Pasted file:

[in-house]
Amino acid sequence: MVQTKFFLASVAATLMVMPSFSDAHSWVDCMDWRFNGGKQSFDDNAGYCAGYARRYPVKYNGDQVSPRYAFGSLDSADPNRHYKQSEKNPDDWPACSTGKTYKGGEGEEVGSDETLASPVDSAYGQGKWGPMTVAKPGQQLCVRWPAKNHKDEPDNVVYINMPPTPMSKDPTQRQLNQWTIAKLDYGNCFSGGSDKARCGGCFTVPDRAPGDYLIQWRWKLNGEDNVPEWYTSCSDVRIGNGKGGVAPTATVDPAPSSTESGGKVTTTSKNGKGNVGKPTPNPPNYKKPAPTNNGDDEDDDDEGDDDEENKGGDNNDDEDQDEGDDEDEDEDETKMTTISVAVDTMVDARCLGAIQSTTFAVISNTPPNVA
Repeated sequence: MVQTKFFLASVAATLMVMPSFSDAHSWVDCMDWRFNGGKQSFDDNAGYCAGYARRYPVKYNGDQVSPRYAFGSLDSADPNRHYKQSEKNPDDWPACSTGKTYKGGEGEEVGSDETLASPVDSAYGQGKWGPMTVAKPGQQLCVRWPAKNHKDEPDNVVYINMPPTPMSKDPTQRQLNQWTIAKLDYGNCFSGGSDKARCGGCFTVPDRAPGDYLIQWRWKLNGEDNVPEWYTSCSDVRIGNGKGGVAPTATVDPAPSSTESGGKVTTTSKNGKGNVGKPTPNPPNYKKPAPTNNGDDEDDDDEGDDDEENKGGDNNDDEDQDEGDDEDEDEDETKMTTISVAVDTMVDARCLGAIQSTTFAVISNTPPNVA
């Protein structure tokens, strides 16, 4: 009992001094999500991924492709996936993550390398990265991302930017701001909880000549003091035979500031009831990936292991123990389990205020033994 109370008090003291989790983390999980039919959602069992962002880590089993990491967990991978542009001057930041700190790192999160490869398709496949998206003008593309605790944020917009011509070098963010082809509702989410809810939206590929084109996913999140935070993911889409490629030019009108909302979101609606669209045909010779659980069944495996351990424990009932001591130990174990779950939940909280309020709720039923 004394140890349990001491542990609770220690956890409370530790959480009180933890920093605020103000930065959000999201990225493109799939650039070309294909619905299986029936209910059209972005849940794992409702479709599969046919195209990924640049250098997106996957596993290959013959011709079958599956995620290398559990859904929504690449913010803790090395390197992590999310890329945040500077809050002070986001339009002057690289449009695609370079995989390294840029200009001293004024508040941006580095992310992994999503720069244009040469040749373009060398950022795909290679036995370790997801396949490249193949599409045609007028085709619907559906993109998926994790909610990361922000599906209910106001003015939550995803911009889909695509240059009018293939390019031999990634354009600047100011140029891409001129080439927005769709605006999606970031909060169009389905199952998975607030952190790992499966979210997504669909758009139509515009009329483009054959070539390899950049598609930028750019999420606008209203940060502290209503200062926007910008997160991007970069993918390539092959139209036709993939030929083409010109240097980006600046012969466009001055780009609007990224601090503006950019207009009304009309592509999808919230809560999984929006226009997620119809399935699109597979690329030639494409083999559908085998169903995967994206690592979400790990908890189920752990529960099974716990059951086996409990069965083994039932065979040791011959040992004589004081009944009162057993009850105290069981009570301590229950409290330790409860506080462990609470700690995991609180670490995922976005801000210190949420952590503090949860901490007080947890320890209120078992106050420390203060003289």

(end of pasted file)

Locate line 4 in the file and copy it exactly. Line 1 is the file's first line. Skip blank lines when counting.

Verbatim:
């Protein structure tokens, strides 16, 4: 009992001094999500991924492709996936993550390398990265991302930017701001909880000549003091035979500031009831990936292991123990389990205020033994 109370008090003291989790983390999980039919959602069992962002880590089993990491967990991978542009001057930041700190790192999160490869398709496949998206003008593309605790944020917009011509070098963010082809509702989410809810939206590929084109996913999140935070993911889409490629030019009108909302979101609606669209045909010779659980069944495996351990424990009932001591130990174990779950939940909280309020709720039923 004394140890349990001491542990609770220690956890409370530790959480009180933890920093605020103000930065959000999201990225493109799939650039070309294909619905299986029936209910059209972005849940794992409702479709599969046919195209990924640049250098997106996957596993290959013959011709079958599956995620290398559990859904929504690449913010803790090395390197992590999310890329945040500077809050002070986001339009002057690289449009695609370079995989390294840029200009001293004024508040941006580095992310992994999503720069244009040469040749373009060398950022795909290679036995370790997801396949490249193949599409045609007028085709619907559906993109998926994790909610990361922000599906209910106001003015939550995803911009889909695509240059009018293939390019031999990634354009600047100011140029891409001129080439927005769709605006999606970031909060169009389905199952998975607030952190790992499966979210997504669909758009139509515009009329483009054959070539390899950049598609930028750019999420606008209203940060502290209503200062926007910008997160991007970069993918390539092959139209036709993939030929083409010109240097980006600046012969466009001055780009609007990224601090503006950019207009009304009309592509999808919230809560999984929006226009997620119809399935699109597979690329030639494409083999559908085998169903995967994206690592979400790990908890189920752990529960099974716990059951086996409990069965083994039932065979040791011959040992004589004081009944009162057993009850105290069981009570301590229950409290330790409860506080462990609470700690995991609180670490995922976005801000210190949420952590503090949860901490007080947890320890209120078992106050420390203060003289």